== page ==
By the second week of January I had already seen these most delicate of stalwarts peeping their heads up out of the ground. As each year passes I forget the annual euphoria I feel at the first sighting of them..signs of spring and its regrowth, and each year I feel the same – utterly enchanted by them.

Great for using as underplanting with deciduous trees and shrubs. They really come into their own if planted in a lawn where they will multiply (naturalise) over time, they look absolutely beautiful. Have you spotted some yet?

Botanical name: Galanthus nivalis
Other names: Common snowdrop, Fair maids of February, Little sister of the snows, purification flower, Candlemas
ells, Candlemas lily, Common bells
Genus: Galanthus
Species: G. nivalis – G. nivalis is a bulbous perennial with narrow, grey-green leaves, and solitary, nodding, fragrant, double white flowers in spring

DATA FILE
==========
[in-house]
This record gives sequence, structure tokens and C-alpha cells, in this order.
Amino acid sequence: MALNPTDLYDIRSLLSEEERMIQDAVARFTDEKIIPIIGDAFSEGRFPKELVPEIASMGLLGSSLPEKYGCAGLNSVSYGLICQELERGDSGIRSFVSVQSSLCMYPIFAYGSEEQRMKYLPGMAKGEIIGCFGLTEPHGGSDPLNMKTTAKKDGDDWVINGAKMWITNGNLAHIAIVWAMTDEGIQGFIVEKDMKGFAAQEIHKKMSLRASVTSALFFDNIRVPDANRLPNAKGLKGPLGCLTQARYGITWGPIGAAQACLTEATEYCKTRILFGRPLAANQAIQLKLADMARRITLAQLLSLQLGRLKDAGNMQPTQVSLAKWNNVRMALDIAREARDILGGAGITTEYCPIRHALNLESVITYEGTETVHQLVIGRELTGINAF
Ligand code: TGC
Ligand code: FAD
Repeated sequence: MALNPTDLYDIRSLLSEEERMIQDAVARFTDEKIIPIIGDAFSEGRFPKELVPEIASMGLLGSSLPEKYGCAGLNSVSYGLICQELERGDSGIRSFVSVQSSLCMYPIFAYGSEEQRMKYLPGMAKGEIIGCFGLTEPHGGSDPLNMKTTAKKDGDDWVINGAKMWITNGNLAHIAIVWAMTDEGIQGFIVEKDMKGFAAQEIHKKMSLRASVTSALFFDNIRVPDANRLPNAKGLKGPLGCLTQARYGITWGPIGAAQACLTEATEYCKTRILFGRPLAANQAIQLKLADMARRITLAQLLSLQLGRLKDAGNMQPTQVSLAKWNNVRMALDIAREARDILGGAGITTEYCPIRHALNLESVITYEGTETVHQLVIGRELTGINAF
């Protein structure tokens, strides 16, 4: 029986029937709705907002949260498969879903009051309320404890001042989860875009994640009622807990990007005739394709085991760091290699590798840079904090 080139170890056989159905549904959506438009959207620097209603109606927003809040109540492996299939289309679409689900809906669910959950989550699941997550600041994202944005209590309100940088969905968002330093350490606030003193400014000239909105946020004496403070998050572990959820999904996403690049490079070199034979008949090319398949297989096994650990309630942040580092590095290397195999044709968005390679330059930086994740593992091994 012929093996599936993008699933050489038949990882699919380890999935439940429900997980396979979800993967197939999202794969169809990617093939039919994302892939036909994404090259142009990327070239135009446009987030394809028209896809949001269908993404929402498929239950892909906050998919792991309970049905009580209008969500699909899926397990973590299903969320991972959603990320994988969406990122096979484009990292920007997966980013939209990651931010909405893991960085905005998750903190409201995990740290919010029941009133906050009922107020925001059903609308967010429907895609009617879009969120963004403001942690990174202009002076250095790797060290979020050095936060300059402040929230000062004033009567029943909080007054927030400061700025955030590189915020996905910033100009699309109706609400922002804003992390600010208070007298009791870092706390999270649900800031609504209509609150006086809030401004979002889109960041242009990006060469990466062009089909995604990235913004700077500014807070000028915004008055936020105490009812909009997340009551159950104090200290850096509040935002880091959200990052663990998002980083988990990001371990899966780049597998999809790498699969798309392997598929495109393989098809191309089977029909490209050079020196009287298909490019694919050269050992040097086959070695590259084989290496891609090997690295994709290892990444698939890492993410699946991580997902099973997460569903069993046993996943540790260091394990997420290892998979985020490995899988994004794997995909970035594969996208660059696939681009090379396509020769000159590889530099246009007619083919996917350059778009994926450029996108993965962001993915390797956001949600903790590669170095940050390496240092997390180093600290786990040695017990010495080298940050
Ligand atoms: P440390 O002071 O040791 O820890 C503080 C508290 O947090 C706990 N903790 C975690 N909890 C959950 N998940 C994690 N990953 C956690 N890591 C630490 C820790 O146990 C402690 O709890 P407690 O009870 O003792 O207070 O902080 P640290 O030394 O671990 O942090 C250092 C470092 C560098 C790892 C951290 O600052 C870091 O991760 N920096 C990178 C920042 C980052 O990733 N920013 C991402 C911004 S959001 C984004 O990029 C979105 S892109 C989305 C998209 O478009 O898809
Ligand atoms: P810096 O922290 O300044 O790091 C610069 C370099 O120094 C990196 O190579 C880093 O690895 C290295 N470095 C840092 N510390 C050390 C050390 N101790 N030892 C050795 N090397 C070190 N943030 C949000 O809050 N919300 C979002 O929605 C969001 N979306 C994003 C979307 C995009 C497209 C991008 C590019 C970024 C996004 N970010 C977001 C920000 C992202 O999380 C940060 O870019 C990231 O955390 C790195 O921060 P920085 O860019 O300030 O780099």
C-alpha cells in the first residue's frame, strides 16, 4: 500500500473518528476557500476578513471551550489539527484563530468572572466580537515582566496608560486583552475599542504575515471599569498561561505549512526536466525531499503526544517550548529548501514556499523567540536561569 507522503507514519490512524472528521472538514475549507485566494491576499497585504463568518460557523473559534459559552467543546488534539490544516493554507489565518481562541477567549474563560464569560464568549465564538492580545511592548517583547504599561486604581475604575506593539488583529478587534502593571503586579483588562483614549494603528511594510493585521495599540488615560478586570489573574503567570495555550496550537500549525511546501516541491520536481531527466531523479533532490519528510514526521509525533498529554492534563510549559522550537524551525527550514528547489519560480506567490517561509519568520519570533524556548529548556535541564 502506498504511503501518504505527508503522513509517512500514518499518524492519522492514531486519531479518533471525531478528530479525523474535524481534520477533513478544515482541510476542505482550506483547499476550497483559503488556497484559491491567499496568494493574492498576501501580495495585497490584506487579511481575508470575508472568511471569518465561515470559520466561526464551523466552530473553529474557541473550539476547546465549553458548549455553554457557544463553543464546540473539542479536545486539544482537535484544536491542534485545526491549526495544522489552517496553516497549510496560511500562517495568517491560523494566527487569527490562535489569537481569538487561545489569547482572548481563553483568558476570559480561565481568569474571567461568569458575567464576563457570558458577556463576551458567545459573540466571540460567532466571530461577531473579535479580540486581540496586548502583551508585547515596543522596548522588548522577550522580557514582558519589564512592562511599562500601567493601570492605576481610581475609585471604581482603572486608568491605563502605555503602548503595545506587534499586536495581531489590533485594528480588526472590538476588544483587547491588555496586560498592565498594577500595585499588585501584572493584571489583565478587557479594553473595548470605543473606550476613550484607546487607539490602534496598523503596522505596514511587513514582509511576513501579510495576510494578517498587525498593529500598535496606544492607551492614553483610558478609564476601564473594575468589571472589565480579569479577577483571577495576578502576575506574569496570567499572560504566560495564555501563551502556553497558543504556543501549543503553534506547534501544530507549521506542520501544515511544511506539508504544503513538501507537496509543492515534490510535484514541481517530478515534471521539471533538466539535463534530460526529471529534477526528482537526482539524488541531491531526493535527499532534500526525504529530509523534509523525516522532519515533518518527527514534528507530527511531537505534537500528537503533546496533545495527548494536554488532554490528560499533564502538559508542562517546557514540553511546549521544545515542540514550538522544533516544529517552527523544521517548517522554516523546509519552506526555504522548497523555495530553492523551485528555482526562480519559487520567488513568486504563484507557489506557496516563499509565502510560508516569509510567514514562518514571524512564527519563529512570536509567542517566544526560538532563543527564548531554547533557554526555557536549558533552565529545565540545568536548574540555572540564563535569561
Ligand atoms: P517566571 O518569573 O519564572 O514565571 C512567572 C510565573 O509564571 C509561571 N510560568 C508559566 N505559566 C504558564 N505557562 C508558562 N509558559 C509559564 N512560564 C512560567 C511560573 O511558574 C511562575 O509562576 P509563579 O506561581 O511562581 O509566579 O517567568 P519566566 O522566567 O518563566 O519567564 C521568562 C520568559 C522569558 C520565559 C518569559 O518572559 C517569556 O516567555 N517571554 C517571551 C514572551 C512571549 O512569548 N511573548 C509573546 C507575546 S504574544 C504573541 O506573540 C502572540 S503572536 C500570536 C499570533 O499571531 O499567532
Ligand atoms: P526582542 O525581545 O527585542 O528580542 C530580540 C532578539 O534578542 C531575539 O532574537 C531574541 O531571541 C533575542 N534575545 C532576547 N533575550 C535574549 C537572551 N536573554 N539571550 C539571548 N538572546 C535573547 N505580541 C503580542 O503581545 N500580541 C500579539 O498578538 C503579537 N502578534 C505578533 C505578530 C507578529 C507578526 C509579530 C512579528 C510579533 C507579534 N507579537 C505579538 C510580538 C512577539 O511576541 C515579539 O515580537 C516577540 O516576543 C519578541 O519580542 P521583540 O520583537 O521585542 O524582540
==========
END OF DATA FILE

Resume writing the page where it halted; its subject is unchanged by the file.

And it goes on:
Galanthus nivalis is: Deciduous
Flower: White, Green in Winter
Foliage: Grey-green, Green in Winter
Fragrance: Flower has fragrance
Habit: Mat Forming, Weeping
Toxicity: Ingestion may cause mild stomach upset and skin contact might irritate
Awards: RHS AGM (Award of Garden Merit)

I am always happy to talk plants, so, If you would like to talk with me about a new planting scheme for your garden or a bespoke Dingly Dell, please do feel free to get in touch, my email is judi@judithegardener.co.uk. For gardening development and maintenance enquiries (North-East London, Essex, Hertfordshire and Enfield) please telephone 07818 005773.

Happy gardening!